On the other hand, if the price falls back below the aforementioned downside line and then drops below the 3757 hurdle, marked by yesterday’s intraday swing high, that would also place the index below the 200 EMA, raising the chances of seeing further declines. The S&P 500 could then move to the 3724 hurdle, a break of which may clear the way to the 3700 level. That level is marked by another intraday swing high from yesterday.
EUR/AUD — Technical Outlook
From the second half of January, EUR/AUD has been successfully moving higher, while trading above a short-term tentative upside support line drawn from the low of January 21st. However, let’s not forget that at the same time, the pair is still trading below a medium-term downside resistance line taken from the high of October 20th. As long as the rate remains in between the two trendlines, we will stay on the neutral side.
If the aforementioned downside line continues to provide strong resistance, the bears might jump in and push the rate south again. More sellers could join in if EUR/AUD breaks the previously-mentioned upside line and falls below the 1.5761 hurdle, marked by the low of January 28th. This move might open the door for a further slide to the 1.5674 hurdle, a break of which may lead to a test of the 1.5597 level. That level is marked near the lows of January 14th and 21st.
Alternatively, if the above-discussed downside line breaks and the rate rises above the 1.5947 barrier, marked by the high of January 28th, that would confirm a forthcoming higher high, potentially inviting even more buyers into the arena. EUR/AUD could then travel to the 1.6030 obstacle, marked by the highest point of January, which may provide a temporary hold-up. That said, if the bulls are still feeling way too excited, they might send the pair further north, possibly targeting the 1.6064 hurdle, or the 1.6112 level, marked by the high of December 30th.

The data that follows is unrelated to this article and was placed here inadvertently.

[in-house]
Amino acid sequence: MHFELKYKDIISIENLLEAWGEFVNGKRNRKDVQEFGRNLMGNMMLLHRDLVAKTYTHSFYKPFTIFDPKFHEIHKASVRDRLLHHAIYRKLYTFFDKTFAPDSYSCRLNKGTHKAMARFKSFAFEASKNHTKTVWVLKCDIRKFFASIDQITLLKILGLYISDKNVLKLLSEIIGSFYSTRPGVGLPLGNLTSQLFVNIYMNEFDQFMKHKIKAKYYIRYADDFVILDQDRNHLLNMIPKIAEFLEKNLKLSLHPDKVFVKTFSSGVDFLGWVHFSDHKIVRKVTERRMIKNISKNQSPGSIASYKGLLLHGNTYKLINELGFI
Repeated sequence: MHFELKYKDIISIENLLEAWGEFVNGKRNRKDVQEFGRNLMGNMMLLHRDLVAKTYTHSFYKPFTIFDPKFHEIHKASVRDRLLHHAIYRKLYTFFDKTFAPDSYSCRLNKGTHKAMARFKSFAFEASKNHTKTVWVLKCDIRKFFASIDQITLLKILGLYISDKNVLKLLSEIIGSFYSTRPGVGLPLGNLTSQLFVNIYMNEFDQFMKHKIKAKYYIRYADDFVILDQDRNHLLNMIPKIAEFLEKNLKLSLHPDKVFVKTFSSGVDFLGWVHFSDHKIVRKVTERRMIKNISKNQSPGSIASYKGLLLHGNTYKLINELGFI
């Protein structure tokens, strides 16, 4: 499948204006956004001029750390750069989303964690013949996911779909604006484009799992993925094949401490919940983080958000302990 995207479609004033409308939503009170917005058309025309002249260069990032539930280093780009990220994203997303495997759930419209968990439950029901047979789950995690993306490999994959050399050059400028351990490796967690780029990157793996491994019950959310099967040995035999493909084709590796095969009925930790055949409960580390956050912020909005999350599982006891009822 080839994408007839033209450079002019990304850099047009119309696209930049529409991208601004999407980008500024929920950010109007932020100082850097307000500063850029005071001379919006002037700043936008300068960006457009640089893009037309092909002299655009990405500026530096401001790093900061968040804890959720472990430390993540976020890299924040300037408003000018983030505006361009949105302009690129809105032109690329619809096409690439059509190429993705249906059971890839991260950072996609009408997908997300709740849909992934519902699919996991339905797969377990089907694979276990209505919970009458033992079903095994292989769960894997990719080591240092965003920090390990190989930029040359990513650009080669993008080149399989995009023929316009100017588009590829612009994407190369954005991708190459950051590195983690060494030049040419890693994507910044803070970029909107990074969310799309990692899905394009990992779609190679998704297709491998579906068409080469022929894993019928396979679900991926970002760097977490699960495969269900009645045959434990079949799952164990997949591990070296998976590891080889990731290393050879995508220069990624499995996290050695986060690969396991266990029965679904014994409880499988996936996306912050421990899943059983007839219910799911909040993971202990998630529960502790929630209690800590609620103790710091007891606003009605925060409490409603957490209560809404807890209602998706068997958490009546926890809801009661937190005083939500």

As for the Rest of Today’s Events
During the European session, we get Eurozone’s 1st estimate of GDP for Q4, which is expected to have contracted 1.8% qoq, after rebounding 12.7% qoq in Q3. This is likely to raise concerns with regards to the bloc’s economic activity, especially taking into account the slowdown in the rolling of the coronavirus vaccinations, but we believe that EUR-traders are likely to treat this release as outdated, given that we already have data showing how the Euro-area economy has entered the new year, the likes of the PMIs. With the composite PMI staying in contractionary territory, the ECB is likely to remain ready to act again if the situation worsens, but with Lagarde saying that the downside risks are less pronounced, and with inflation expected to have rebounded in January, we don’t see the case for the ECB easing further its policy at its next policy meeting.
Later in the day, we get the API (American Petroleum Institute) report on crude oil inventories for last week, but as it is always the case, no forecast is available.
Tonight, during the early Asian morning Wednesday, New Zealand’s employment report for Q4 is coming out and the forecast points to an increasing unemployment rate, to 5.6% from 5.3%, while the employment change is expected to show that the economy has lost 0.8% qoq jobs, the same pace of decline as in Q3.
Back in November, the RBNZ decided to keep its official cash rate and its Large-Scale Asset Purchase program unchanged, with Governor Adrian Orr saying that domestic activity since August has been more resilient than previously assumed. Q4 inflation stayed unchanged at +1.4% yoy, within the Bank’s target range of 1–3%, keeping the probability of negative interest rates at very low levels. Although a weak employment report could raise some concerns, and thereby hurt the Kiwi, we doubt that it could drastically alter expectations around the RBNZ’s monetary policy plans. In order for the RBNZ to start considering negative interest rates again, we believe that we need to see more data disappointing.
As for the speakers, we have two on today’s agenda: New York Fed President John Williams and Cleveland Fed President Loretta Mester.